Yes, there is still one more of these Nightjar Press fiction chapbooks for me to have a look at, and completely by accident I have left the best for last. Fury by DB Waters is an atmospheric, terrifying piece of supernatural horror that kept me engaged throughout.
The piece is about a forensic scientist visiting the scene of a bizarre and gory series of deaths. He arrives in the middle of the night to find a superior officer stood in the doorway having vomited in disgust, but when he enters the house he removes his gloves so he can better commune with the building. Waters plays with the bizarre and the unconventional in a striking way. From the moment that the unnamed protagonist removes his gloves, the text has stepped away from reality, and once he starts exploring and commenting on the state of the house the things he find become slowly more unreal, and Waters gently increases strangeness, gradually, from item to item, from room to room, so that when the narrator finally sees the supernatural destructive force in action, it is not a shock. Waters manages to make the antagonist an evil place “old soil”, without this seeming ridiculous. By slowly and methodically describing someone who is witness to violence enacted by a normatively non-sentient thing – i.e. the ground a house is built on – Waters is able to somewhat poetically evoke a terrifying, sinister, force, and one that manages to be scary by being both unknown and unknowable.
There is some impressive imagery in here, such as this description of plaster falling dustlike from a wall: “the air around him shaded into delicate lemon columns”: though this is a story about a house that hungrily sucks people and things into its walls, Waters’ expression of this is more literary than one would have expected, and I think that is why the story in this chapbook works: it as a story, takes itself seriously, which helps the reader to do so too.
I think the reason why I don’t normally read things that are supernatural, or unreal, or fantastical, whatever, is because I feel that often ideas like this don’t “grow” or expand. If something unbelieveable/unrealistic happens, I need for that to happen again, but bigger. If something magical or fantastical happens, I want it to be central, rather than incidental. I am currently watching the final season of The Leftovers and for me this is a perfect example of that strategy working well. Something has happened so dramatic, so unexplained, that everything changes. I don’t like stories – be they cinema or TV or fiction – where something happens that COULD NOT POSSIBLY happen in this real world but the characters blindly accept the event. If something unreal happens, it needs to fuck things up. If suddenly wizards exist, we need to be surrounded by a new world, if dragons exist then other magical beings need to exist as a counter point and we can never be allowed to forget that dragons exist… If we can time travel or shift dimensions, we need to focus on time travel or shifting dimensions…
I think that what I find problematic in these kinda genre works is when people accept things too easily. In The Leftovers, 2% of people spontaneously disappear in a rapture-like event. The world, believed to be the world as we live in it before this event, is not the same. People, everyone, questions the very nature of existence. If you find a house that sucks people into the walls until they die, you become fucking fascinated by it, if your world changes – which it must do in these kinda texts – then your world changes.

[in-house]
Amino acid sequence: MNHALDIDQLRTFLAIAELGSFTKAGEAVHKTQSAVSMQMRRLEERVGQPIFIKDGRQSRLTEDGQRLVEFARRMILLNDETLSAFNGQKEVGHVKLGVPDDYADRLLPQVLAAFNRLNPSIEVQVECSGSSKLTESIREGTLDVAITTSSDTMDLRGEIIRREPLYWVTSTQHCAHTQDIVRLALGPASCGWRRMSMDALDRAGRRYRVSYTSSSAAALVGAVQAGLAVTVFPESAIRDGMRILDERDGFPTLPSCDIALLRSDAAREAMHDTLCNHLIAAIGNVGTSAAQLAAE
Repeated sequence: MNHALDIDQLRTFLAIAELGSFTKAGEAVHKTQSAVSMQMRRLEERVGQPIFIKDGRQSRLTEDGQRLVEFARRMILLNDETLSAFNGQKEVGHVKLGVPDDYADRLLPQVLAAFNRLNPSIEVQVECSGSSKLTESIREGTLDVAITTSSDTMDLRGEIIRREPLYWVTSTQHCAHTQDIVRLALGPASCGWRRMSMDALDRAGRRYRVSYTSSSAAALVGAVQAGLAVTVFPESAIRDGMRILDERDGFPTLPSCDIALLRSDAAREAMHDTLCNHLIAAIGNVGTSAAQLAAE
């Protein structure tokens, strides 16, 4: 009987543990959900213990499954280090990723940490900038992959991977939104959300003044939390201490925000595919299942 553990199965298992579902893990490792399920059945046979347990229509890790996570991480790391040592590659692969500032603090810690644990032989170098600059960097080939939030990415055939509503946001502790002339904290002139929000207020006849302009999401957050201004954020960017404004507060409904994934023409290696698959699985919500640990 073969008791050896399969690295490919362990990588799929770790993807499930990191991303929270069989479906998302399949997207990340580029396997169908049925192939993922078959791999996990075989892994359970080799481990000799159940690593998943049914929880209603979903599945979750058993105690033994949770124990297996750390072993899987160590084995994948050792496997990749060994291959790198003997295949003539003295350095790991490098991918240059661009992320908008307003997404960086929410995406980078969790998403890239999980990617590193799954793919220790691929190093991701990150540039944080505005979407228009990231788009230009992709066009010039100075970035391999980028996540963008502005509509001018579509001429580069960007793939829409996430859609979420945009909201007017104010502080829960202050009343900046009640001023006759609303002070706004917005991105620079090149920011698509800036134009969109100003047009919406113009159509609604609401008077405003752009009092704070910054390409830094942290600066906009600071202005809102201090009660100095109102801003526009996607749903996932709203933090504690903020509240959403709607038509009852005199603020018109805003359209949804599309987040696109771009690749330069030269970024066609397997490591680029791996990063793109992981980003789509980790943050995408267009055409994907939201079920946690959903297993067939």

You don’t meet a werewolf, kill it, go home and carry on as if nothing has happened. Monsters exist, this changes everything.
You don’t encounter a dragon, a witch, an angel, an alien, a mermaid, a talking dog, whatever, without your internal narrative being utterly fucking flipped. I want a sense of truth, of a human truth, and I think that is what Fury has and what makes it succeed. The protagonist is present, is real… the protagonist responds realistically to something unrealistic. This story couldn’t happen, but the character becomes obsessed and is [inevitably] destroyed by it. Like in The Man In The High Castle, the characters become obsessed by the possibility of a route to a better world, they want to believe it, and it changes their lives. This is what happens when humans encounter something unknown, something terrifying, something unignorable.
If something is unignorable – like magic, monsters, space travel – then we cannot ignore it, we cannot go back to our previous lives pretending like nothing has happened. That’s what I don’t like. I need to see either a death or a complete change, if magic is introduced. There is no coming back from the other side, there is no coming back from the future. Trauma lasts forever, and having your psychological idea of what it means to be you in the world shattered is traumatic. Grief is the process by which we come to terms with the death of a loved one, but we all know that death is coming, so it is sad and difficult, sometimes, to accept its direct effect on certain people, but it is not impossible. But if someone died and then came back from the dead, everything would be changed. And that is the premise of one of the world’s biggest fucking religions. BECAUSE IT DOESN’T HAPPEN AND IF IT DID IT WOULD BE RIDDLED WITH MEANING.
When everything changes, it cannot be unchanged.
I really enjoyed Fury and, tbh, I could be tempted to read more works in this genre, as long as they were short.
See what fiction chapbooks are currently available from Nightjar here.
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